Connections: To Family and To Self

Q: My seventeen-year-old son is interested in studying in Europe. We are Indians living in Los Angeles and are very connected to the South Asian community. I like that my son has friends who are of a similar background to our family, both ethnically and religiously. Yet, he talks of wanting the freedom to explore Europe and be on his own in a couple of years. As a mother, I feel afraid and torn about the prospect of my son being so far away from his family and culture. Why wouldn’t he want to continue being close to his family?

A: It’s natural that you would feel concerned and sad about letting your son leave home soon and travel halfway around the world. He is at an age in which he can be influenced by ideas different from those of his family and other South Asians in California. Given that your son has been close to you and to the community, he has probably assimilated much of the culture he has grown up in. Have you asked him why Europe excites him, or why he wants to leave California? Think about what you are most worried about. Now is a very good time to get to know your son as well as you can by curiously asking him questions about his interests and endeavors. He is at a critical age for gaining independence and becoming a young adult.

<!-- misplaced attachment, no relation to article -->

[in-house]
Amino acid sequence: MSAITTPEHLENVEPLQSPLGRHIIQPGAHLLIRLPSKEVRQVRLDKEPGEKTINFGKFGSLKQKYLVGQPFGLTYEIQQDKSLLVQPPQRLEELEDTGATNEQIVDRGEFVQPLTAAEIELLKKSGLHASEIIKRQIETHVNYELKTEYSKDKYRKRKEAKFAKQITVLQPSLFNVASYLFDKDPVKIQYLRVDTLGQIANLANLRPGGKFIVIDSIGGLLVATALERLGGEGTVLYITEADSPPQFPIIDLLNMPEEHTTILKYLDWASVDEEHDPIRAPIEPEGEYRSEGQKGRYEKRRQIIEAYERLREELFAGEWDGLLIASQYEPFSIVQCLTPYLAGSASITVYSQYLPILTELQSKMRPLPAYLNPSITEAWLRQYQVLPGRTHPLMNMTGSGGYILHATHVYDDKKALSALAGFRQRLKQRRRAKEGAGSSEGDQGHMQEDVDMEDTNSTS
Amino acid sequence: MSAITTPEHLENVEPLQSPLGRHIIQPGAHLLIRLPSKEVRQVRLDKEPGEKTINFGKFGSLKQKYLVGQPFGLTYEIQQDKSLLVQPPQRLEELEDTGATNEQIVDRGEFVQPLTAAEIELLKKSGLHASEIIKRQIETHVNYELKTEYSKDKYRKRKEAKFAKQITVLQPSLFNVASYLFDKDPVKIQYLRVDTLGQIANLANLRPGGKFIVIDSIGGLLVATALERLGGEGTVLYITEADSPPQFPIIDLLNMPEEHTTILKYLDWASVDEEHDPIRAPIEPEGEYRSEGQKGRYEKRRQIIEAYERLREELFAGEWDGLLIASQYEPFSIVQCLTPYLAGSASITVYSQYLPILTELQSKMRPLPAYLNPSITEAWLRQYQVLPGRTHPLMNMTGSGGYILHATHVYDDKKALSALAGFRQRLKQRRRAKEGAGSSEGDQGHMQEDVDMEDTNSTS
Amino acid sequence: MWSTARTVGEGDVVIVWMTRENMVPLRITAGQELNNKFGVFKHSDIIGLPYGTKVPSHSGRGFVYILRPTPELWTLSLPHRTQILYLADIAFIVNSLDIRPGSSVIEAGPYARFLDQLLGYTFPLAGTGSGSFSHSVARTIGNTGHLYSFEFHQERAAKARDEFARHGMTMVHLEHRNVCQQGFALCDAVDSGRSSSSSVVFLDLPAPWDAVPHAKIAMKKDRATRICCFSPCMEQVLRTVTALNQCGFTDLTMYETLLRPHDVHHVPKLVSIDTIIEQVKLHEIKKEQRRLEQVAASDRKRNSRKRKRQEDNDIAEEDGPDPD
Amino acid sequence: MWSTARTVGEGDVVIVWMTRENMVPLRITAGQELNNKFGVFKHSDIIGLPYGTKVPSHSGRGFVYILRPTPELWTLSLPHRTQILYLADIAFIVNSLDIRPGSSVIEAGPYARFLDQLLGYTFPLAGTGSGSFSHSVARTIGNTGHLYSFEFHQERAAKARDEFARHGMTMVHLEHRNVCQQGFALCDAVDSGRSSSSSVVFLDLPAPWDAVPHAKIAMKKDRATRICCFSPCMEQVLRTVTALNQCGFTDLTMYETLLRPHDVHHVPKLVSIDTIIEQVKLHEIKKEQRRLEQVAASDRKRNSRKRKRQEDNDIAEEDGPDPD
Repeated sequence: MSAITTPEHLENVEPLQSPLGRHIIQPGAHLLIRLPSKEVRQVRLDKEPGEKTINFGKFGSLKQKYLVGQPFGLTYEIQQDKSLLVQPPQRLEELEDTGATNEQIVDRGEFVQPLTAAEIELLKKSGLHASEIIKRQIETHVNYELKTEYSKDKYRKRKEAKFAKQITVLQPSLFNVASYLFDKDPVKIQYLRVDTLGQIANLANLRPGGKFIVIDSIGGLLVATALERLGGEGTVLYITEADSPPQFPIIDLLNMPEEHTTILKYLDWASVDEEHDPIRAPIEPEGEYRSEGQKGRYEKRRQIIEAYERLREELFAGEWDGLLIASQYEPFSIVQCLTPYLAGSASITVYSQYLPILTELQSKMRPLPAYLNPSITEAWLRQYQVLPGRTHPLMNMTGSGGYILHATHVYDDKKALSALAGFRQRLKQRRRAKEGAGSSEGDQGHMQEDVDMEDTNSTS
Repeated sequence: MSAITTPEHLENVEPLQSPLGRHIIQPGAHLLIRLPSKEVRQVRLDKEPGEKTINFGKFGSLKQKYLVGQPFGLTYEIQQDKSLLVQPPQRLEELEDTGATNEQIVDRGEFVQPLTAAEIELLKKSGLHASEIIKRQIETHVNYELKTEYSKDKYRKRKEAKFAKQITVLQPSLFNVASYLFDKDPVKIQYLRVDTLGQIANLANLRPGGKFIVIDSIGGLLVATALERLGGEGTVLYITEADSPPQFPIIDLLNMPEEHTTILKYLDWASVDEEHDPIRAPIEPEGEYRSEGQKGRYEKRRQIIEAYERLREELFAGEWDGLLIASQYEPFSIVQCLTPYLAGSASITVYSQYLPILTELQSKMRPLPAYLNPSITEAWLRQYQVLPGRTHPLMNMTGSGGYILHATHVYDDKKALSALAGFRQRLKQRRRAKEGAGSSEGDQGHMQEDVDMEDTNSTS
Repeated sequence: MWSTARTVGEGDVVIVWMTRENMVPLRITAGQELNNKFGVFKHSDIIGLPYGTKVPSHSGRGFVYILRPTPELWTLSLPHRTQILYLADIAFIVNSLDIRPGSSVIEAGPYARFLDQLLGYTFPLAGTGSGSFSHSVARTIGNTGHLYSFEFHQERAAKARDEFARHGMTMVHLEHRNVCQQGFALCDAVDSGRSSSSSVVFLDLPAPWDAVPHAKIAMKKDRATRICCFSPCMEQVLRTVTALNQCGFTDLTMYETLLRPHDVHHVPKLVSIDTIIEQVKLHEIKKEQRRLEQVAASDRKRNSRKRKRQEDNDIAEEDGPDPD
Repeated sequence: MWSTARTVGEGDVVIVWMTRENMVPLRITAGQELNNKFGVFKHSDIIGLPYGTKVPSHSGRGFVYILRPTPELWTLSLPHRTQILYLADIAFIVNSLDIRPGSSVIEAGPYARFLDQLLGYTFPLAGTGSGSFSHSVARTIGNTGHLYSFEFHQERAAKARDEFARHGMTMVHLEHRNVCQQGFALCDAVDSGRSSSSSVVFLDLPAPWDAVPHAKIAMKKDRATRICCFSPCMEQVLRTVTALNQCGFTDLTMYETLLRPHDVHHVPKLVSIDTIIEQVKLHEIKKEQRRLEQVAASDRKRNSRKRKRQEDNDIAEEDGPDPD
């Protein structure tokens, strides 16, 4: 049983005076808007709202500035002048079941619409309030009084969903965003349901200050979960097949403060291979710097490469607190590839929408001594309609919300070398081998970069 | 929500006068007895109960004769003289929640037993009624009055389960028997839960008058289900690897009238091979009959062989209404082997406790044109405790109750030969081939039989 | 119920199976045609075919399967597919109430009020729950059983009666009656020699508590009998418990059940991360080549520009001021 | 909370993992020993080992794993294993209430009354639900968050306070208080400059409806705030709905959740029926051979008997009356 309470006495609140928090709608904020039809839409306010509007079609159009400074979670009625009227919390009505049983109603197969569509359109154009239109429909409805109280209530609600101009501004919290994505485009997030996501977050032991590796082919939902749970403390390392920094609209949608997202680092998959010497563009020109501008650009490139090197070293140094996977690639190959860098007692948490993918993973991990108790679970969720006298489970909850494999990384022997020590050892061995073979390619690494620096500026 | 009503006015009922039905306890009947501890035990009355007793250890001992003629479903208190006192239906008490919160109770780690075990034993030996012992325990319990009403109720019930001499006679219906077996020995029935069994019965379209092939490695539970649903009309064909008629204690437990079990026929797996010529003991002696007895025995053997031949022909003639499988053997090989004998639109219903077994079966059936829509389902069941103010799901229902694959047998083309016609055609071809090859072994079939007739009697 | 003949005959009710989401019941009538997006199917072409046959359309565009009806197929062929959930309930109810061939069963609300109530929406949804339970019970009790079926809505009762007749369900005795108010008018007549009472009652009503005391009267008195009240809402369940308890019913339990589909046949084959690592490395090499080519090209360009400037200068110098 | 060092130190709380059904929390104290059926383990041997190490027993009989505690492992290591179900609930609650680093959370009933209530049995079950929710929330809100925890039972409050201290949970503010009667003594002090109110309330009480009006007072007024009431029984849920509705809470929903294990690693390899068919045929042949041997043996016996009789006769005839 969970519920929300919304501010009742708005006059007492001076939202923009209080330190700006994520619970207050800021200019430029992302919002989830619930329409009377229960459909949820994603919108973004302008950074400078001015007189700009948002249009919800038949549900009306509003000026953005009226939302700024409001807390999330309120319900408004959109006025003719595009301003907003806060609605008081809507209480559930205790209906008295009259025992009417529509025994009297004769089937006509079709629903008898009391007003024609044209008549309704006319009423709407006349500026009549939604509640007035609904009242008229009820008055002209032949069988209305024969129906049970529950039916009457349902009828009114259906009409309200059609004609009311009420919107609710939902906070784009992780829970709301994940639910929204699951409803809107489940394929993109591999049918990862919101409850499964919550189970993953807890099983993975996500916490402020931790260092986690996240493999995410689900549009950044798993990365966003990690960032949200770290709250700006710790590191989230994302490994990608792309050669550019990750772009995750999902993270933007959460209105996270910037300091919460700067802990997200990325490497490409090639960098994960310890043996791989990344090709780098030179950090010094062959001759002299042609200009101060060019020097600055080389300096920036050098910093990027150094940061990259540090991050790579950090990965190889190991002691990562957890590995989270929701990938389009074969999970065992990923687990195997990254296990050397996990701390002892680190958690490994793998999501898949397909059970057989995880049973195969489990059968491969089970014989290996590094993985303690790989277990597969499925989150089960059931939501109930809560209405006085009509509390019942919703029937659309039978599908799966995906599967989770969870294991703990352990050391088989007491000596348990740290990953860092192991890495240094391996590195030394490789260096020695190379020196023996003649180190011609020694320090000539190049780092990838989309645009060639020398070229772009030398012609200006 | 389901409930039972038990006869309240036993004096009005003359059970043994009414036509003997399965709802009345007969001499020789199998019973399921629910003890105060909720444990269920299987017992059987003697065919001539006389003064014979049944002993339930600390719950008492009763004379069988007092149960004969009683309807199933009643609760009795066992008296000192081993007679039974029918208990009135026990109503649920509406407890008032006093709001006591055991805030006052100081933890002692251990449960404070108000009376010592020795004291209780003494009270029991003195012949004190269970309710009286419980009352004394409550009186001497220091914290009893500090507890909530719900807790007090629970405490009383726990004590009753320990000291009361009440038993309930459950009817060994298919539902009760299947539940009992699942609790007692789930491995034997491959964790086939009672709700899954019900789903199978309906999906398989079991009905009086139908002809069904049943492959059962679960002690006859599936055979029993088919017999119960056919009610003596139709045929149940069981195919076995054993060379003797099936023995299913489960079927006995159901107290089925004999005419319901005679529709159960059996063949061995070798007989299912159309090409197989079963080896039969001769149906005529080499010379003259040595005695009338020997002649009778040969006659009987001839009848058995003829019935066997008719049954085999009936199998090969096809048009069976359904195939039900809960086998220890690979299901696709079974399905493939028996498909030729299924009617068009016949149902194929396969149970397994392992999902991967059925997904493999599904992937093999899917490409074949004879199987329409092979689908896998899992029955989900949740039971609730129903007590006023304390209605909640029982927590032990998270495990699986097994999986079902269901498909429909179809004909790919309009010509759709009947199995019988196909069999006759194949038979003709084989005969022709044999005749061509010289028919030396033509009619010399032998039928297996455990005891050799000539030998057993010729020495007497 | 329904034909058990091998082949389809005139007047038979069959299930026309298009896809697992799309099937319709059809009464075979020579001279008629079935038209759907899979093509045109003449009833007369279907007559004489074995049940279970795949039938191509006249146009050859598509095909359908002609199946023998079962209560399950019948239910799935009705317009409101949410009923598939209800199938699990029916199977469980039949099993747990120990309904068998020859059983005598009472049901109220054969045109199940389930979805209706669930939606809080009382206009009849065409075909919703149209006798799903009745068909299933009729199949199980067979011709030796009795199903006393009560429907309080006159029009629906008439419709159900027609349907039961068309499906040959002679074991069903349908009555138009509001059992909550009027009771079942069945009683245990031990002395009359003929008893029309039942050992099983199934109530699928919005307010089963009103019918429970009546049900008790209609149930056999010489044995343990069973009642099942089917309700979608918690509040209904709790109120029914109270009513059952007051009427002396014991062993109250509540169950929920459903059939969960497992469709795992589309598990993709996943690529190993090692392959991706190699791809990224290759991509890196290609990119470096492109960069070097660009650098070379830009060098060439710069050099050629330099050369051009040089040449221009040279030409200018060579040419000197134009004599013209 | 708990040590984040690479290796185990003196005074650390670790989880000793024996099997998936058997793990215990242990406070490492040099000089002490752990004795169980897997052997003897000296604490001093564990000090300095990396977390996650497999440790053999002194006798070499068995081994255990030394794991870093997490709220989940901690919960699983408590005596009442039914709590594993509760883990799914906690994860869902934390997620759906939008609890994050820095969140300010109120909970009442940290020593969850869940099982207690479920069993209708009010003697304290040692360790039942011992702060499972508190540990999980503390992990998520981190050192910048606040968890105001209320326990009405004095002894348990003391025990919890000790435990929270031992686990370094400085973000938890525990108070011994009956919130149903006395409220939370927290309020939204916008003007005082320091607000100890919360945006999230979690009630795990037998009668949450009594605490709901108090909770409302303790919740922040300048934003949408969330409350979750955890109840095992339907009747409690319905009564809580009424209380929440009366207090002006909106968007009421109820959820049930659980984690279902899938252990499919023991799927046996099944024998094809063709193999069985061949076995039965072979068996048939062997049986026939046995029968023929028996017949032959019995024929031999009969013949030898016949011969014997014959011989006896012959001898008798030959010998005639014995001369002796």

It is not uncommon for young adults raised in the United States to want to be on their own and have new experiences. This is a culture that highly supports mobility and separation from family. It may not have anything to do with his liking or not liking his family. Although you may observe him interacting with family and community members in a certain way, inside there might be other aspects of his character and interests that he hasn’t yet explored. He may want the freedom to do just that. How responsible he will be in exercising that freedom has essentially been established over the last seventeen years. Nevertheless, if you have concerns, this is the time to voice them.

If there is genuine closeness between you all, that will remain. You can ask that he visits during vacations, and you can continue to participate in his growth and learning.

Q: Many of my friends and family are away for the summer, and I am feeling lonesome. I think it’s good for me to be alone; it helps me think about and feel things I never do when I am surrounded by people. Still, I don’t know why it’s so hard.

A: Being alone is difficult partly because you are not used to it. Although good company is an essential and healthy need for people, there is a certain type of reflection that can only happen when we are alone. When we are on our own, we can look more deeply into what life is about for us, what we really want, and what we are feeling inside. Looking inward is challenging because we often distract ourselves from our dissatisfactions and fears by keeping ourselves busy or with other people. This is a good time to keep a journal of your thoughts and feelings. Some deep breathing or yoga may also be helpful as it is supportive of the process of connecting with your inner self.

Alzak Amlani, Ph.D., is a counseling psychologist in the Bay Area. 650-325-8393.


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